What remains very much up in the air at this point is the status of Chapter 36.  In Walker’s initial budget proposal, the creation of the public authority went hand in hand with the near-total excision of Chapter 36 from state law: the UW System, tenure, shared governance, Downer Woods, everything.  All of it was to be put in the hands of the Board of Regents.  Now that the public authority is off the table, the only sensible thing for the legislature to do is to retain Chapter 36 intact, in its entirety, in state law.  You don’t push someone out of the plane when you’ve just thrown away their parachute.

Don’t be surprised if they take a quick stab at stitching a new one, though.  JFC now says it won’t send the budget back to the full legislature until the end of May.  UW is slated to be one of the last items voted on.  That’s lots of time for bad ideas to be floated, but also lots of time for UW supporters to organize and lobby legislators.

If nothing else, the existential uncertainty surrounding Chapter 36 should light a fire under the faculty at Madison: the System flagship is the campus best able to shield itself from budgetary threats (even if to the detriment of the rest of us), but on matters of tenure and shared governance, no one stands apart.


Waiting for the dough

Not much news on the state budget front this week.  Why not?  After all, it’s late April, and the Joint Finance Committee has been getting set to wrap up its work and send the budget back to the full legislature for a while now.

In fact, JFC decided not to meet at all this week.  Instead, they have postponed any further meetings and votes until after the April revenue estimates are announced, which is set to happen this coming Monday.

Let’s pause for a moment and reflect on the ridiculousness of this situation.  The Wisconsin legislature’s very powerful budget committee, whose job is to help set state spending priorities for the coming two years, is waiting on a near-term revenue estimate to determine the fate of public K-12 and the UW System (and much else besides).  Legislators who have wide latitude to craft budget policy in order to achieve their professed goals are throwing up their hands and praying for rain.  The elected leaders who have it in their power to restore full funding for public education in Wisconsin are instead eyeing the Department of Revenue like a bunch of TV weathermen camping out for Punxsutawney fucking Phil.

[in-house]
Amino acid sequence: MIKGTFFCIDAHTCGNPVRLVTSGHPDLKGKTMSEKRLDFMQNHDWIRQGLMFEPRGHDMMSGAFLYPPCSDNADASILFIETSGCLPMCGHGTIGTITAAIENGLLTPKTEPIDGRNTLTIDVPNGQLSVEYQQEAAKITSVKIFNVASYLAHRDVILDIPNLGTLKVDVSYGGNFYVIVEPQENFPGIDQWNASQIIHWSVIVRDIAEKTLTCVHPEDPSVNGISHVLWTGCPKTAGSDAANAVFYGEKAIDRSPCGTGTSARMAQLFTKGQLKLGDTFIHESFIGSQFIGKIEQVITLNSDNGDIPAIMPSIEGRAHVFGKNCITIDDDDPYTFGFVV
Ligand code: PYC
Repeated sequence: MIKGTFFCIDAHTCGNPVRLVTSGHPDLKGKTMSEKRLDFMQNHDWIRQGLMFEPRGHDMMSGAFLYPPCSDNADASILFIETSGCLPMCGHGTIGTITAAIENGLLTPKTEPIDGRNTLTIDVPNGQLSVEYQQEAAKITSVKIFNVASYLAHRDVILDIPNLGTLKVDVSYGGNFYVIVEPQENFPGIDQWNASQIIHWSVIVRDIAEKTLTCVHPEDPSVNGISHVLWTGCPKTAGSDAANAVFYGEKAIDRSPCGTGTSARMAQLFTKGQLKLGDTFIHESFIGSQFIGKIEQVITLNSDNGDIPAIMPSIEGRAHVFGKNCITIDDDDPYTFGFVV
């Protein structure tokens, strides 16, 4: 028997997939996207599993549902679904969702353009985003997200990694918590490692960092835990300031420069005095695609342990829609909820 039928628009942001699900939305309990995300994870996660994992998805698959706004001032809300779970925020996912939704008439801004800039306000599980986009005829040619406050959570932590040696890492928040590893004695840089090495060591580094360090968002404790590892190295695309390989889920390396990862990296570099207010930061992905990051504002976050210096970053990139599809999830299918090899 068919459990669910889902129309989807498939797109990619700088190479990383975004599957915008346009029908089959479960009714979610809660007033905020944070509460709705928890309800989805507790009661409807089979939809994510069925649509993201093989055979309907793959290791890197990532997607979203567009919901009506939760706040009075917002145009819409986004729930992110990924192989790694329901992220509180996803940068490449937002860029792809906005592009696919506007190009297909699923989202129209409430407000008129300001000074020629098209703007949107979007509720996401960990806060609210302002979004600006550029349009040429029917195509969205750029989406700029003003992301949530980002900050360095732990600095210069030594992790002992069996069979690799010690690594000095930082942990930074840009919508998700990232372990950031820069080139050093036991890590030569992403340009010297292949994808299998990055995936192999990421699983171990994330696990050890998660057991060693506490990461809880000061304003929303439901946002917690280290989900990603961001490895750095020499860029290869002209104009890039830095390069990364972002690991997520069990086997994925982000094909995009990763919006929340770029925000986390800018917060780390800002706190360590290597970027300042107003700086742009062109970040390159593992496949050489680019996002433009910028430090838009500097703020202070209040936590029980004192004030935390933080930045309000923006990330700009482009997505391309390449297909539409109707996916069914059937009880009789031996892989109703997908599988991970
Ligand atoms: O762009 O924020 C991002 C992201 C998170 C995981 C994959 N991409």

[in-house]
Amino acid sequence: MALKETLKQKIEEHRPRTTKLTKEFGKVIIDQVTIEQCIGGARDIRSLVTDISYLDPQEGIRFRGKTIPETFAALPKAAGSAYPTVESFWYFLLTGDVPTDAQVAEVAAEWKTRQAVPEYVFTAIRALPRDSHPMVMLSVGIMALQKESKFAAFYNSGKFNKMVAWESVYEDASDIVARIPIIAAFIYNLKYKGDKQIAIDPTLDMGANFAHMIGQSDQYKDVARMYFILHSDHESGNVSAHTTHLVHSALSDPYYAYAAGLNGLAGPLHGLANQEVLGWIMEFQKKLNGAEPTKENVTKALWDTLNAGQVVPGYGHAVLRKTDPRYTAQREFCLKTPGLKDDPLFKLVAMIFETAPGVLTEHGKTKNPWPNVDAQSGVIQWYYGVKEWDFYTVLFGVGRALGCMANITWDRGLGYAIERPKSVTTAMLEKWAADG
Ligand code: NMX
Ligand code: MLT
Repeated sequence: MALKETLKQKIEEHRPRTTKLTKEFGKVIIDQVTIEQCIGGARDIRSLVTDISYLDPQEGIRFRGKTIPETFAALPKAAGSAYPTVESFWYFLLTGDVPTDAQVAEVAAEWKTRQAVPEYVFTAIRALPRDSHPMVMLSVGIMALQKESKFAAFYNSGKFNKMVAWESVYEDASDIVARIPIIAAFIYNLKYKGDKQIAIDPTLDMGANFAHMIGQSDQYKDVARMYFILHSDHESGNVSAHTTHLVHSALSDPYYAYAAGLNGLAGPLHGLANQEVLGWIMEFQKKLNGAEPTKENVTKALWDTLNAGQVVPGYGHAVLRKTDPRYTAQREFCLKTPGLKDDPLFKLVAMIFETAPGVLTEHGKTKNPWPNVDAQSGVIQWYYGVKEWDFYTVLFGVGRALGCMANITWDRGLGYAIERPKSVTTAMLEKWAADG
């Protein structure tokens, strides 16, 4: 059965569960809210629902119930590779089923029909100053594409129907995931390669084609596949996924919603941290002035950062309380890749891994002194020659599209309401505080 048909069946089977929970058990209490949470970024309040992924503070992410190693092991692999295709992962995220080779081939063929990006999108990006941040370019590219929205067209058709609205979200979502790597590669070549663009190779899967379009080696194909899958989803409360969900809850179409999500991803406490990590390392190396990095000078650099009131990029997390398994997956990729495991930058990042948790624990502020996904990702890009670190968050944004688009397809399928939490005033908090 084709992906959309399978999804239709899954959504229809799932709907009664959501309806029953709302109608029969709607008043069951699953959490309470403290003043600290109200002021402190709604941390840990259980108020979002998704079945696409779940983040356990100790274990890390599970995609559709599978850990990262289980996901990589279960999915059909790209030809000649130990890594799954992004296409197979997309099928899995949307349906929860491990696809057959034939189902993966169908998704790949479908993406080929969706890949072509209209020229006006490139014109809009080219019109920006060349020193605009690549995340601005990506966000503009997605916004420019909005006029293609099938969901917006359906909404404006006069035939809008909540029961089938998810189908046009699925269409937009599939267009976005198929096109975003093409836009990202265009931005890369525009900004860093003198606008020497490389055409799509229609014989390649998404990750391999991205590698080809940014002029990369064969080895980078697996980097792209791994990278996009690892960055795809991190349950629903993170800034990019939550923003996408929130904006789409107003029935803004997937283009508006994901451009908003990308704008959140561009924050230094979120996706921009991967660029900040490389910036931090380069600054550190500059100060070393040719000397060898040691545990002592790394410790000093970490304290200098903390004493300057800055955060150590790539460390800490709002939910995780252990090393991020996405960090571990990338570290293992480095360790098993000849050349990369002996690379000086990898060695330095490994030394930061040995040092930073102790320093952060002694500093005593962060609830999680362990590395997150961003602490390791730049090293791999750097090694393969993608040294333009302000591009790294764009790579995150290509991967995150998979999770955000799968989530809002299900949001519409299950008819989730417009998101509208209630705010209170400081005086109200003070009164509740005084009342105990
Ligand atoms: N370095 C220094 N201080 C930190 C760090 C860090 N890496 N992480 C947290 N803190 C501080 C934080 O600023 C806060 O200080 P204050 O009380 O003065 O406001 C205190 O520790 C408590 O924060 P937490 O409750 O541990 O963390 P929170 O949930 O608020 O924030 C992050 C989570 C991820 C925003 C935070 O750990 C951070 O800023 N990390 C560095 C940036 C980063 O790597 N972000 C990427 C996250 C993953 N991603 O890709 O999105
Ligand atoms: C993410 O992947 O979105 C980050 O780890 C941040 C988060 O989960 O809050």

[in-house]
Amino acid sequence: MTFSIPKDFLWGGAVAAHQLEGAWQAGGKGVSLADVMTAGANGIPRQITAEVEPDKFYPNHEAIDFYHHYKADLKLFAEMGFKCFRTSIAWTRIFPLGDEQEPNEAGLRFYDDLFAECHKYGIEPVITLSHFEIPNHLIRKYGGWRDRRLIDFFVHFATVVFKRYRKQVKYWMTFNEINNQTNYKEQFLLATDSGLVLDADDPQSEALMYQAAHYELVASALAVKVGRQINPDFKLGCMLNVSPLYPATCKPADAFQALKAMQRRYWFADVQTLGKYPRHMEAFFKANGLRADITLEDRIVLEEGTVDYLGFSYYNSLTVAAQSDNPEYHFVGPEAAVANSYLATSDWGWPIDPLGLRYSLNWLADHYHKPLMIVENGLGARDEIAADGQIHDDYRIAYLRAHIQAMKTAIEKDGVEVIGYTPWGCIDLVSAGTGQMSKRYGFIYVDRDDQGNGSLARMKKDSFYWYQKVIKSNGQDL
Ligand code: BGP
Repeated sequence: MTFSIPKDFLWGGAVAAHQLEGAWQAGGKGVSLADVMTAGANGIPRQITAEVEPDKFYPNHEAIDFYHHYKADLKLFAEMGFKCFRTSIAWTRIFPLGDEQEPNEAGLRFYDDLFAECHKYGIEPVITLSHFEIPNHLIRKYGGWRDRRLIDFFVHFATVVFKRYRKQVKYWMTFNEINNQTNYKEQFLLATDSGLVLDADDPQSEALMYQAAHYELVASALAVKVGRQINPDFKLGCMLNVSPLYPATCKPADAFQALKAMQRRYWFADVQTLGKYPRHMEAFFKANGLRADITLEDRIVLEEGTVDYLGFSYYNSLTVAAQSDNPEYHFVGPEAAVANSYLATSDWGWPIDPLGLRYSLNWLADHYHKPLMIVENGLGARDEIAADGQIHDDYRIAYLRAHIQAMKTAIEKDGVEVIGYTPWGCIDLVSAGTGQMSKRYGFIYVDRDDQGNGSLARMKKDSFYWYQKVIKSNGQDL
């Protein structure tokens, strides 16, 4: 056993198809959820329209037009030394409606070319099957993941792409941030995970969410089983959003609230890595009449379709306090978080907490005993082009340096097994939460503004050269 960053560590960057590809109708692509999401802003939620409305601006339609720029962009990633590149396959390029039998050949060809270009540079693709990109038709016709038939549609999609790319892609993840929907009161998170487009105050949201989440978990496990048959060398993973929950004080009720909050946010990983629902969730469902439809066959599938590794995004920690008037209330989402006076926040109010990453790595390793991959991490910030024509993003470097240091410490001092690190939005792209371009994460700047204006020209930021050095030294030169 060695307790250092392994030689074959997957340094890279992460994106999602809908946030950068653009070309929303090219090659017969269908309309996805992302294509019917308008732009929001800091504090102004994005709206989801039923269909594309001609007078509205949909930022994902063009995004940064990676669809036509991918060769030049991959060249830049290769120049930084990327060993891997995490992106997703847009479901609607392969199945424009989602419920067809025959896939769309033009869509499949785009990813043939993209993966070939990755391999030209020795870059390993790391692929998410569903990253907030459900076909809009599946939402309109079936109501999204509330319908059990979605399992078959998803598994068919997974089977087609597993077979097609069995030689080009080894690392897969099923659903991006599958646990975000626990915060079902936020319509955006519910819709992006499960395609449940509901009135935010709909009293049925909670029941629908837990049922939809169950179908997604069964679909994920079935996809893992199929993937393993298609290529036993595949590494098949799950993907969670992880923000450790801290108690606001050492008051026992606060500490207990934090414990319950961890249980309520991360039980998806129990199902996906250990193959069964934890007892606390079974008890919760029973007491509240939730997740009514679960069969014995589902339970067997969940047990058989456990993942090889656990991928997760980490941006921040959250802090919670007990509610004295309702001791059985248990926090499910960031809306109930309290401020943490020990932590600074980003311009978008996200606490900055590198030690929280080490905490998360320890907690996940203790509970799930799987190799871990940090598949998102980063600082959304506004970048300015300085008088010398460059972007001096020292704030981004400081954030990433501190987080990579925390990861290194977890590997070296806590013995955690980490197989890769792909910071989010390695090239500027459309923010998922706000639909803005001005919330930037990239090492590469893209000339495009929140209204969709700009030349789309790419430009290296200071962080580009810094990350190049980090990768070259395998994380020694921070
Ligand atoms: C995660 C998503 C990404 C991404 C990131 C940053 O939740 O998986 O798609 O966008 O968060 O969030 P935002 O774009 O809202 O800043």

Will spring tax receipts see their own shadow?  The governor’s office has been hinting furiously that there won’t be much new revenue to work with.  And with our Republican-run state government having deliberately tied one hand behind its budgetary back, that means the proposed cuts likely won’t be reduced by much.  Walker today suggested that he would support a reduction in the cut to UW’s two-year colleges, which, thanks in part to their getting only about a quarter of the per-student funding that Madison enjoys, are facing a true existential threat from the cuts.  UW System President Ray Cross, meanwhile, unaccountably spoke against the idea of sparing the UW Colleges.

Monday should be interesting; more anon.


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“Even less of a commitment”

Today we caught a remarkably (and perhaps unintentionally) clear glimpse of Scott Fitzgerald’s true feelings about UW System funding, courtesy of one little adverb. If you had suspected that Senate Republicans were disinclined to restore any of the proposed $300 million cut, regardless of the size of spring tax receipts, Fitzgerald today removed all doubt.

By way of background: Fitzgerald is the Wisconsin Senate Majority Leader. His office makes him one of the most important people shaping the state’s 2015-17 budget, alongside Assembly Speaker Robin Vos, Governor Scott Walker, and the 16 members of the Legislature’s Joint Finance Committee. As JFC wraps up its work and we head into the late stages of the budget negotiations, there appears to be a minor conflict brewing between Assembly Republicans, who want to reduce (however slightly) the amount of Walker’s proposed cut to UW, and Senate Republicans, who don’t.

Yesterday brought the news that revenue from spring tax receipts (to be announced May 4) is unlikely to be as large as many had hoped. With the Republicans who control the Legislature in ideological lockstep against any tax increases, or any restoration of their many recent tax cuts, spring tax receipts represent the only politically possible source of new revenue that might be used to offset the cuts proposed by Walker throughout the budget.

There seems to be a consensus among those making the decisions that public K-12—faced with a proposed $127 million drop in funding as it stands—is first in line for any new money coming in. UW System leaders have been lobbying hard to get near the front of the line; at his March 25 appearance at UWM, System President Ray Cross reported proudly that UW was tied for first with K-12.